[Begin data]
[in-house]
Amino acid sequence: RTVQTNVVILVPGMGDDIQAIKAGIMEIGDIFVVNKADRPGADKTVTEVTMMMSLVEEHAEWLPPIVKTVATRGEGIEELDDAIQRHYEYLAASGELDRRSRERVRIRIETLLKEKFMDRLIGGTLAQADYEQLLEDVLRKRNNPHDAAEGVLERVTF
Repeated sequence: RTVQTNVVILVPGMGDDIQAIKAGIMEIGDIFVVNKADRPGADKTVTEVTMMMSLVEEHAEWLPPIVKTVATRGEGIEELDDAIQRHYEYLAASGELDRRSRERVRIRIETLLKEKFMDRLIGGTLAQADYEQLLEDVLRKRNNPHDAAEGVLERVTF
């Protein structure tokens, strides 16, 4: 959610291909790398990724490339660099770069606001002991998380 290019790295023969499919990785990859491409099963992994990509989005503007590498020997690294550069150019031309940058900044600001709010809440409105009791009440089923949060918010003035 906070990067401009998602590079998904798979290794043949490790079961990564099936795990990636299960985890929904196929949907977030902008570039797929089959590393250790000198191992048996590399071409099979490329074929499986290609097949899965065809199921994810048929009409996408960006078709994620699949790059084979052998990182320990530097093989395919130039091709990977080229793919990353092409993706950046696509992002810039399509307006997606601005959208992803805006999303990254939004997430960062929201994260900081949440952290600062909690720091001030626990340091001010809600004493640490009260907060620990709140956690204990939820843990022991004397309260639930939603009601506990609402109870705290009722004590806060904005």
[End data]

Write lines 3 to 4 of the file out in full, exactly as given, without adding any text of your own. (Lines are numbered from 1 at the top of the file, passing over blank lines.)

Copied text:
Repeated sequence: RTVQTNVVILVPGMGDDIQAIKAGIMEIGDIFVVNKADRPGADKTVTEVTMMMSLVEEHAEWLPPIVKTVATRGEGIEELDDAIQRHYEYLAASGELDRRSRERVRIRIETLLKEKFMDRLIGGTLAQADYEQLLEDVLRKRNNPHDAAEGVLERVTF
């Protein structure tokens, strides 16, 4: 959610291909790398990724490339660099770069606001002991998380 290019790295023969499919990785990859491409099963992994990509989005503007590498020997690294550069150019031309940058900044600001709010809440409105009791009440089923949060918010003035 906070990067401009998602590079998904798979290794043949490790079961990564099936795990990636299960985890929904196929949907977030902008570039797929089959590393250790000198191992048996590399071409099979490329074929499986290609097949899965065809199921994810048929009409996408960006078709994620699949790059084979052998990182320990530097093989395919130039091709990977080229793919990353092409993706950046696509992002810039399509307006997606601005959208992803805006999303990254939004997430960062929201994260900081949440952290600062909690720091001030626990340091001010809600004493640490009260907060620990709140956690204990939820843990022991004397309260639930939603009601506990609402109870705290009722004590806060904005």